The US Food and Drug Administration on Tuesday warned consumers not to take a product called "Japan Rapid Weight Loss Diet Pills" because they contain a suspected cancer-causing agent.
The pills, advertised as promoting weight loss, are distributed by a company called Xiushentang and sold on popular web sites including Amazon.com, said the FDA.
Consumers are advised to stop using the pills -- which are packaged in three colors: green, yellow and blue -- and discard them. They should also see a doctor if they have experienced any side effects, the agency said.
An FDA lab analysis has confirmed that the pills, "Japan Rapid Weight Loss Diet Pills Green" contain "undeclared phenolphthalein," the agency said in a statement.
"Phenolphthalein is a solution used in chemical experiments and a suspected cancer-causing agent that is not approved for marketing in the United States."
The FDA has classified the agent as "not generally recognized as safe and effective," and it has been found to potentially damage or even cause mutations in a person's DNA, the warning said.
A similar notice was issued for "Japan Rapid Weight Loss Diet Pills Yellow" because they contain both phenolphthalein and sibutramine, a weight loss agent found in the drug Meridia that was removed from the market in 2010 because it boosted the risk of heart attack and stroke.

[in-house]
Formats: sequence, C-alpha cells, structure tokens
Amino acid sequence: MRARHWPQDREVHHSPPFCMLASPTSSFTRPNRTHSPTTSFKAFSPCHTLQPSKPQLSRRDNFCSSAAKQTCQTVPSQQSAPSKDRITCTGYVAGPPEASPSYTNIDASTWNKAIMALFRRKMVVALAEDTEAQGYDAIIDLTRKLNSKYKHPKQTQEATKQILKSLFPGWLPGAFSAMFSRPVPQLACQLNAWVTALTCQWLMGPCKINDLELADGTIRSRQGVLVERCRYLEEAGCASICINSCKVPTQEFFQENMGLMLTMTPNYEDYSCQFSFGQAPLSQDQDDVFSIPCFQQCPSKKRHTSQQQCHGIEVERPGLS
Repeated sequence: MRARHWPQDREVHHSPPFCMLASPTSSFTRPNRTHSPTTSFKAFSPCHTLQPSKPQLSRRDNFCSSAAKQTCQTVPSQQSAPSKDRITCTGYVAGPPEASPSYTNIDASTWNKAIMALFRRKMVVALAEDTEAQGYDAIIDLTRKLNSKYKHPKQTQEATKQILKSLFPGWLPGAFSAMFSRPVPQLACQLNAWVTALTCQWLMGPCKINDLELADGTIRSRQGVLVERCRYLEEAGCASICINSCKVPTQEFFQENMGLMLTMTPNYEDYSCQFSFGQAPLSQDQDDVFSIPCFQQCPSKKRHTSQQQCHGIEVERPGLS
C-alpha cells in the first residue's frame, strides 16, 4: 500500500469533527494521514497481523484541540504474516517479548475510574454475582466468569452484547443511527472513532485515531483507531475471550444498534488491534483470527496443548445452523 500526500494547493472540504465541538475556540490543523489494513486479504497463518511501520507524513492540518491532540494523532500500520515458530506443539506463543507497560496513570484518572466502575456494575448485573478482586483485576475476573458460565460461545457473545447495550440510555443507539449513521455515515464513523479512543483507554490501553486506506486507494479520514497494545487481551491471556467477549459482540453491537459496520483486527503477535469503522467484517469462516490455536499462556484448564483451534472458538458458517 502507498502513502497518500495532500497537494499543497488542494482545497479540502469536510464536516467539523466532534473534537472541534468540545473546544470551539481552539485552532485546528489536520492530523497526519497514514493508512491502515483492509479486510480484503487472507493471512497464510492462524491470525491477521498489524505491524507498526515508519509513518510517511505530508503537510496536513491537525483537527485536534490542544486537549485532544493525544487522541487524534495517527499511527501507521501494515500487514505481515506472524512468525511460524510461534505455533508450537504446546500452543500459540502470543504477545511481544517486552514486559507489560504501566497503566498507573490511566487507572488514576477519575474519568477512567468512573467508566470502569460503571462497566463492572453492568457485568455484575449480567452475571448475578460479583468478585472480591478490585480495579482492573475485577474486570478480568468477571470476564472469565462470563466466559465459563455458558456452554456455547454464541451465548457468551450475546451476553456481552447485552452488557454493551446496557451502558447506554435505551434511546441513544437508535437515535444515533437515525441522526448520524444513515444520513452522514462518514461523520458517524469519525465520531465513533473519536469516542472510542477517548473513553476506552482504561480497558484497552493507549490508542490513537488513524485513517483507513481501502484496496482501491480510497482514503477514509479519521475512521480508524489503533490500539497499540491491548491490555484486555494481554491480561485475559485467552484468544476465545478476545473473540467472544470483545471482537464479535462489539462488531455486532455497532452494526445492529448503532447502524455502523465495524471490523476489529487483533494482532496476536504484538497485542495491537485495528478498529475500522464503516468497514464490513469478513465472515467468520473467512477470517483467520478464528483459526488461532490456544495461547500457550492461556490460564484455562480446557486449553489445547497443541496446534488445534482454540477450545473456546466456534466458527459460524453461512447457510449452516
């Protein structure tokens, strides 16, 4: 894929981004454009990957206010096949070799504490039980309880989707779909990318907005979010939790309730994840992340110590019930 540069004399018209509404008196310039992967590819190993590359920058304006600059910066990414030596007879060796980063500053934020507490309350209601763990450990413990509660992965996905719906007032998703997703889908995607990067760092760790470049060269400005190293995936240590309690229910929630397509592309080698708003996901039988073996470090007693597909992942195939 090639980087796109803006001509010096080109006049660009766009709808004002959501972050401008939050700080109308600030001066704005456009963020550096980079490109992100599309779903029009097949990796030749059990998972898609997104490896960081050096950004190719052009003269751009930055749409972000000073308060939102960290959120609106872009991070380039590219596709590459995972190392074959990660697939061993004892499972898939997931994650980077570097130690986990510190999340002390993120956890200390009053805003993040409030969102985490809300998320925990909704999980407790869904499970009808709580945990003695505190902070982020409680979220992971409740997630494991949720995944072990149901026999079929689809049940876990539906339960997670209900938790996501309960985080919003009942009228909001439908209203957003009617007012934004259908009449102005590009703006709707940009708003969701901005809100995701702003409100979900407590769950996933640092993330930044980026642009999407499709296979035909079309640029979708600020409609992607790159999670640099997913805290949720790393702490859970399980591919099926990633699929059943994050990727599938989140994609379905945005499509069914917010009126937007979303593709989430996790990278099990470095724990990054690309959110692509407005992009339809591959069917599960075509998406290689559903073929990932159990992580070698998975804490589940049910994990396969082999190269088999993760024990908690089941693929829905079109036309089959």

"The product poses a threat to consumers because sibutramine is known to substantially increase blood pressure and/or pulse rate in some patients and may present a significant risk for patients with a history of coronary artery disease, congestive heart failure, arrhythmias or stroke," the FDA said.
A third product, "Japan Weight Loss Blue" contains sibutramine and ephedrine alkaloids. Products containing ephedra have been banned because they can boost blood pressure to risky levels.
The agency said the dangerous weight loss pills are part of an emerging trend in which companies sell products purporting to be dietary supplements but which contain hidden ingredients that can be harmful.
Explore further: FDA warns about dietary supplements